Portfolio Trading Surges – But at a Cost, Says Greenwich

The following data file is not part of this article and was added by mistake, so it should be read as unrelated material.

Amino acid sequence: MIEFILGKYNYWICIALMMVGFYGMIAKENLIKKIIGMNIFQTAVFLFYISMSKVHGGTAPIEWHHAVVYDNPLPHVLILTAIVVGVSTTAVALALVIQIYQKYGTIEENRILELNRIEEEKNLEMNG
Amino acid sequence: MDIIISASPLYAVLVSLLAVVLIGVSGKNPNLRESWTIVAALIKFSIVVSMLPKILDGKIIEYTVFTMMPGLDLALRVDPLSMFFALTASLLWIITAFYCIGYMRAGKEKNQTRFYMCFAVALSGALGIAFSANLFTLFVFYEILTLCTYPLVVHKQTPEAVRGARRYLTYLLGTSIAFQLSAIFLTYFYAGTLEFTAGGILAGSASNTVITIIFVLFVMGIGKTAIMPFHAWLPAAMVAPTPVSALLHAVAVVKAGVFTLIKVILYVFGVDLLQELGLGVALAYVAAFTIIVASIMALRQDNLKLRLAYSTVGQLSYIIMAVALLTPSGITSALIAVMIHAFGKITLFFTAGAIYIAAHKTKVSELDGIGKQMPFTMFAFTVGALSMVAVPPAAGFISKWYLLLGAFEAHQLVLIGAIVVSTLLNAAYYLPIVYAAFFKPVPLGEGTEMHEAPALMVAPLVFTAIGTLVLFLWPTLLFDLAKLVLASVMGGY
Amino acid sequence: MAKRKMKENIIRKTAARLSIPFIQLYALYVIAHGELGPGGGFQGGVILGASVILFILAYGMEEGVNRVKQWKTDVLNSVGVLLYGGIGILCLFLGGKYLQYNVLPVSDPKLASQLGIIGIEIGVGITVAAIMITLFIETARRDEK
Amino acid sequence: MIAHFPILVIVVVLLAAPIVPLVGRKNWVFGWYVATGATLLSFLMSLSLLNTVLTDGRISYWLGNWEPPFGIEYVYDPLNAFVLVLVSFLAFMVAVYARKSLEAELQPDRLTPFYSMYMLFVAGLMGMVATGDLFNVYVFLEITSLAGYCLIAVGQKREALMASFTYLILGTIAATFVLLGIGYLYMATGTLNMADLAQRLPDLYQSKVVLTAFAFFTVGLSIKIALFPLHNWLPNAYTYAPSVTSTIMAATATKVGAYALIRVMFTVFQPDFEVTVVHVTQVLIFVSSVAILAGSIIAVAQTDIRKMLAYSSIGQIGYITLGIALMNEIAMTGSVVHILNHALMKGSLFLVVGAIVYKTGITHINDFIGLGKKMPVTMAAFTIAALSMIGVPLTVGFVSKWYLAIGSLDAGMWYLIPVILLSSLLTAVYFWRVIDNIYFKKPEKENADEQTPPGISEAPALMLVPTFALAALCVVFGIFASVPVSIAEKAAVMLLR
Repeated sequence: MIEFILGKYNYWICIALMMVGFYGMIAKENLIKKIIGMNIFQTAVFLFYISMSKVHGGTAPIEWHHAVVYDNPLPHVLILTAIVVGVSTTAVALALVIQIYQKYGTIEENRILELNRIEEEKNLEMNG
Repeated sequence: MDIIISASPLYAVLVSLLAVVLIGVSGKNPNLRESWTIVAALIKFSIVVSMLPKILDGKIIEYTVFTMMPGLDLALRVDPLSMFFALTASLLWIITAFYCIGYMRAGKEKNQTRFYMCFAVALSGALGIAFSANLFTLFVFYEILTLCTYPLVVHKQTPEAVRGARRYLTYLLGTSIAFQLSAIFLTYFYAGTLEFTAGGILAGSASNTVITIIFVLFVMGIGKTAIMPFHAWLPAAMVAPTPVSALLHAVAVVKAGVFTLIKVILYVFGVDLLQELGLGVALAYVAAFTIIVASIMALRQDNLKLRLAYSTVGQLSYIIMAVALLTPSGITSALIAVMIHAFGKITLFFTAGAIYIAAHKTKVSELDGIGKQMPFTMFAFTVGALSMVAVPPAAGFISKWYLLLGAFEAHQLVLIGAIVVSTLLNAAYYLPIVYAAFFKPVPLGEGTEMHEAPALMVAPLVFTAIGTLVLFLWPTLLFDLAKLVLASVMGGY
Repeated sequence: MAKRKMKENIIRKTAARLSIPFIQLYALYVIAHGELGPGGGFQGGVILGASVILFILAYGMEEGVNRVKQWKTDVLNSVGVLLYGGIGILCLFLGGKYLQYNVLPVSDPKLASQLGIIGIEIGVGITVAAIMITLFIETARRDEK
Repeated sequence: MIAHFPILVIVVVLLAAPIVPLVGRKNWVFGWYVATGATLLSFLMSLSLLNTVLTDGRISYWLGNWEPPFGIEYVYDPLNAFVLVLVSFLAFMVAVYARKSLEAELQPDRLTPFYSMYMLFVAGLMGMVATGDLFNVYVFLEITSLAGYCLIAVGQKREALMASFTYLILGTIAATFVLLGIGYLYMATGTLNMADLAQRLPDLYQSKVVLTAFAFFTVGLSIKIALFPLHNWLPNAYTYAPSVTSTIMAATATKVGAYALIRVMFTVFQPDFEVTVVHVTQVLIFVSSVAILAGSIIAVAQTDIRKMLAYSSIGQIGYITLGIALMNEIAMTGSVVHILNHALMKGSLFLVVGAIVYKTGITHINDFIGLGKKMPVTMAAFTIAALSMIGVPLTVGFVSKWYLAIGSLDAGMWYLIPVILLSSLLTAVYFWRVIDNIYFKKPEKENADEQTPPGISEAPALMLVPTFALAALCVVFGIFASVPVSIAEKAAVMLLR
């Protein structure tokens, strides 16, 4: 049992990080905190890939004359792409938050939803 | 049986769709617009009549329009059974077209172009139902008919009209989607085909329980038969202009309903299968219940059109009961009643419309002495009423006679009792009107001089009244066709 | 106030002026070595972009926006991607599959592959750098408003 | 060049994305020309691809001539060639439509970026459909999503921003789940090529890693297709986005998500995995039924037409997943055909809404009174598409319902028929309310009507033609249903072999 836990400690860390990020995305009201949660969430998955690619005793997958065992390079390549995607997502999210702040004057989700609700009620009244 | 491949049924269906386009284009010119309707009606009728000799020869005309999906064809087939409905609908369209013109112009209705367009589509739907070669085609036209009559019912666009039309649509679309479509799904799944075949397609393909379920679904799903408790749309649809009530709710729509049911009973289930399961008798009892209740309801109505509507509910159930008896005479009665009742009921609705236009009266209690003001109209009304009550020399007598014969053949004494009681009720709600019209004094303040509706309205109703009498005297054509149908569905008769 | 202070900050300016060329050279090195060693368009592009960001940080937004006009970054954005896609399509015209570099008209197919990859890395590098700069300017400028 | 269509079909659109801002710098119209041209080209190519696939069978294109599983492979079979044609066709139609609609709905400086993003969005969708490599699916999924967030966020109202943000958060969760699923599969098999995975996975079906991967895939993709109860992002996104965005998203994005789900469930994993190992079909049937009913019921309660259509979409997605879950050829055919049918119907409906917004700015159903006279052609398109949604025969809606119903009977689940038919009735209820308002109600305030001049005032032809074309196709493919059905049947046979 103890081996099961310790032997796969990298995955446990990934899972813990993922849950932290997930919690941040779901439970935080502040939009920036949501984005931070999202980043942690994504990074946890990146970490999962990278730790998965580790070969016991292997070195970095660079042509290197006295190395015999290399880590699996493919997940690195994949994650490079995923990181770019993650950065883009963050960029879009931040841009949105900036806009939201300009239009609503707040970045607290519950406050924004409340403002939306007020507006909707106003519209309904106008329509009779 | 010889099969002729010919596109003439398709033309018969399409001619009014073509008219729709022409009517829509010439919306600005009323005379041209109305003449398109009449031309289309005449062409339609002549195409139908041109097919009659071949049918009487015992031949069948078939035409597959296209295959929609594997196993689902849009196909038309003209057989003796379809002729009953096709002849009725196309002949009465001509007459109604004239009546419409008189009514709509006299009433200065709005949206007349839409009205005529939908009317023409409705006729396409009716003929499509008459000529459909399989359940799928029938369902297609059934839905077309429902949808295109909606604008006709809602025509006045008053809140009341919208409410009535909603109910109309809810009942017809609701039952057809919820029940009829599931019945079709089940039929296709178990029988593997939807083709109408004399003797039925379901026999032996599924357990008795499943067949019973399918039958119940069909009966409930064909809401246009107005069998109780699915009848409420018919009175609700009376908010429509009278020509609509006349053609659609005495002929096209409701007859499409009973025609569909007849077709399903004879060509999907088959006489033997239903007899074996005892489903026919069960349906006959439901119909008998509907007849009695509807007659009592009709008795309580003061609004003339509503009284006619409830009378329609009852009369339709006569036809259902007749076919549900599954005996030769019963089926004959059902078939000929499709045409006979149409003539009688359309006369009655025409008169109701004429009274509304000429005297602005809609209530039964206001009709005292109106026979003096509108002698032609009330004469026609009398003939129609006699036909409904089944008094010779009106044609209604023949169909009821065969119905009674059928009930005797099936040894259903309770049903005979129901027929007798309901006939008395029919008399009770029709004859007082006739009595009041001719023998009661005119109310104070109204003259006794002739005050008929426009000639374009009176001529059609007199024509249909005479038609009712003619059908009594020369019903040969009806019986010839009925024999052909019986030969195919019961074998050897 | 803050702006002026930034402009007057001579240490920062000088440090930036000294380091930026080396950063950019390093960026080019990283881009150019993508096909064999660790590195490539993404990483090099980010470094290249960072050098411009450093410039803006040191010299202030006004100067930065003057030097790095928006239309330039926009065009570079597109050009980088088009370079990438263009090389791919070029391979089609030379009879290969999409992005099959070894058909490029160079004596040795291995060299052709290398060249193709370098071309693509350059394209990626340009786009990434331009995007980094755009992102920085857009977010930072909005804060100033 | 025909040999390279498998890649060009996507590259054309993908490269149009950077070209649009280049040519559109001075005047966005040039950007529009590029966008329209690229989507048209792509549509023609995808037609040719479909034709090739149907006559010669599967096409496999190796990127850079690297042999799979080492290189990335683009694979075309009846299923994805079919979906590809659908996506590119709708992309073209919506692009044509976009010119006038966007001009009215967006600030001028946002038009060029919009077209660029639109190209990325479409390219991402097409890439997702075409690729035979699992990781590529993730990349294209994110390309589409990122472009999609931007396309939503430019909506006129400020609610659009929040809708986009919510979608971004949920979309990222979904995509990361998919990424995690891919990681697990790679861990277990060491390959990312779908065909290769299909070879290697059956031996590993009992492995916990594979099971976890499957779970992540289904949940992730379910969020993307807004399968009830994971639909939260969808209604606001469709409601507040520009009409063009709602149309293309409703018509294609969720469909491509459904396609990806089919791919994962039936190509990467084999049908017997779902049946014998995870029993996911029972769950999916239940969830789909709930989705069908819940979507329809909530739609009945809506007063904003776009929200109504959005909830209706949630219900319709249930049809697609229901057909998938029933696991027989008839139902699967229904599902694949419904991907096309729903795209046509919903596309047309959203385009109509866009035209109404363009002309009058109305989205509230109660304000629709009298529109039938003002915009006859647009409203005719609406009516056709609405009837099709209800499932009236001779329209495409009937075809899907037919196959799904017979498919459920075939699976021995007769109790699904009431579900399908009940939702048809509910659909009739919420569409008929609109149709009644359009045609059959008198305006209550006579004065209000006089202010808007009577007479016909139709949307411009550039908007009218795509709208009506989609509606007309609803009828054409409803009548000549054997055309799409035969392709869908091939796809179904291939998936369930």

A survey by Greenwich Associates indicates institutional portfolio managers believe they are paying a higher proportion of their total commissions for research than traders. The research suggests this is a fundamental disconnect that, along with an overall decline in equity commissions in 2003, may well be changing how business is conducted in this market. ‘This may cause some brokers, including some key brokers, to direct more business toward trading and to cut back the research and sales services which they provide to institutions,’ Greenwich Associates consultant John Colon said. The survey incorporated the opinion of over 700 institutional investing professionals in 17 European countries. A separate survey by the organisation found that portfolio trading now accounts for more than 40 per cent of share trading volume at more than 100 of the largest North American institutional investors, including investment management firms, quantitative funds, hedge funds and pension funds. North American institutions are using portfolio trading more often for trading international shares, as well as for domestic shares, where the focus of portfolio trading remains. The volume of portfolio trading in U.K. and continental European stocks by U.S. and Canadian-based funds has nearly doubled over the past year – from 9 per cent of volume in 2002 to 16 per cent in 2003.


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